By common accord, we are going through the worst economic crisis of a generation. How bad it is no one knows. Opinion is sharply split, some suggesting that the storm will blow over soon, others predicting Armageddon.
That uncertainty itself creates fear and, make no bones about it, people out there in the real world are scared. Whether it is the archetypal little old lady wondering whether her few thousand quid in the building society – aka bank – is safe, to the hundreds of thousands of people, either retired or coming up to retirement wondering whether they still have a pension, they have read the headlines in the newspapers or seen the news on TV. They are not experts – they do not know the ins and outs, and they are scared. Hell, I'm scared.
Anyone with the slenderest grasp of the situation, however, does know that this is an international crisis. Some may know that there is a European dimension to it and that, apart from any national measures taken, much will also depend on action taken by Brussels and the 27 member states.
Therefore, when the prime minister announces that he is going to Paris this weekend for an emergency summit, to meet the president of France in his role as president of the EU and sundry others including the chairman of the ECB, it is important. This is not a little bit of techie detail for the nerds to pour over. By any account, by any measure, it is important.
What is equally important is what these "European leaders" are going to talk about – their agenda, what plans they have, what the timescale of any measures might be and what might be the outcome of the talks. Again, this is not some techie detail – this is stuff that concerns us all. It is stuff which might actually decide whether we still have money in our pockets in a few months time, whether there is food on the table, whether we still have jobs and whether we (those that have them) can pay our mortgages.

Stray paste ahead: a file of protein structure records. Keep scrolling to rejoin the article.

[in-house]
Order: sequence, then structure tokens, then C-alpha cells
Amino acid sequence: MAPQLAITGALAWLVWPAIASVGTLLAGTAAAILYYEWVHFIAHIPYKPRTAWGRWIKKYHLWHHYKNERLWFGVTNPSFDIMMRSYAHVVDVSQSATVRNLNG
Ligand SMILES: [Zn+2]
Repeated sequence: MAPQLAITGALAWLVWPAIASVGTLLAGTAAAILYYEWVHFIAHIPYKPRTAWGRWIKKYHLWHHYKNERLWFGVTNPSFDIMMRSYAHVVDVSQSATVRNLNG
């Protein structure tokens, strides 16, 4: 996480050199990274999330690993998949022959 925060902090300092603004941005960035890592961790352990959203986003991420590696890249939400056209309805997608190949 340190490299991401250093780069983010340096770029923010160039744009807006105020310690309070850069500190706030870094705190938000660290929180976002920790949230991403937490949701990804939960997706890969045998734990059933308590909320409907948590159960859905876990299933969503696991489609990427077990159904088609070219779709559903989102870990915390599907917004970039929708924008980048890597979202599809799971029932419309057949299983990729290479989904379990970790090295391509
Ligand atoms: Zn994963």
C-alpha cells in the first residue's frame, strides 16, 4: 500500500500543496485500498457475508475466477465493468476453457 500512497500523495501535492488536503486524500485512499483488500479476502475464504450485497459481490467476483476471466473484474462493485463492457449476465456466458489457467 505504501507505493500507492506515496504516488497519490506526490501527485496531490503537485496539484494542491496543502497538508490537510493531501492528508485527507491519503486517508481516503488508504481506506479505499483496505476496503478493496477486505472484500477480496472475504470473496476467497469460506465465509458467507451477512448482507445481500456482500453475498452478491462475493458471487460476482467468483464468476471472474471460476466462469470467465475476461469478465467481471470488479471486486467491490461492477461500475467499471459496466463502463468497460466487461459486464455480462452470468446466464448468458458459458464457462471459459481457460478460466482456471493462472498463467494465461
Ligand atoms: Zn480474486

Thus, when the prime minister calls a press conference in No 10 on the economic situation, with the chancellor of the exchequer standing beside him, and announces he is going to go to Paris, and tells the media that he intends to put forward his proposals "about how a stability programme can work for each country", you might just have thought that some of the assembled journalists – or even one – might on our behalf be just a little interested in what those proposals were, what the reception might be and sundry other details.
But no! This is our media we are talking about. First off in the questioning was that dreadful Nick Robinson, oozing with self-importance. He launches into a question about Brown's personal relations with Mandelson and why he picked him for a job in the cabinet. Brown answers the question only to get Robinson put a detailed supplementary, on exactly the same issue.
For once you can empathise with Brown. He looks at Robinson and says: "It's incredible how big decisions about the economy are reduced to just a question about one or two personalities …".
But that is what our hacks are reduced to. No longer able to deal with real politics, they immerse themselves in the trivia, the tat and the theatre. They indulge their own obsessions oblivious to the fact that, out there in the real world – without the comfortable salary, the job security and the guaranteed pension – there are people who really desperately want to know what is going on.
You will not get that from Robinson though – nor any of the other mainstream hacks on that day. They only had one thing on their tiny, pathetic little minds, the Mandelson soap opera.
We saw something of this in August when a bunch of political hacks were flown out at great expense to Afghanistan, and then escorted at some risk to the capital Kabul for a press conference with Gordon Brown.
But, wrote BBC hackette Jo Coburn at the time, "if Gordon Brown had thought he would be asked about the future cooperation between the two countries then he was sorely disappointed." She drooled on:
All of us wanted to press him on the future of his leadership. Did he accept his strategy up until now had been wrong? What were his relations like with his foreign secretary, David Miliband, amid tales of political plotting?Oddly enough, two years previously - almost to the day - I had written a piece about journalists, headed: "The scum that they really are". And scum they really, really were. Only they have got even worse.
What is worse than scum?
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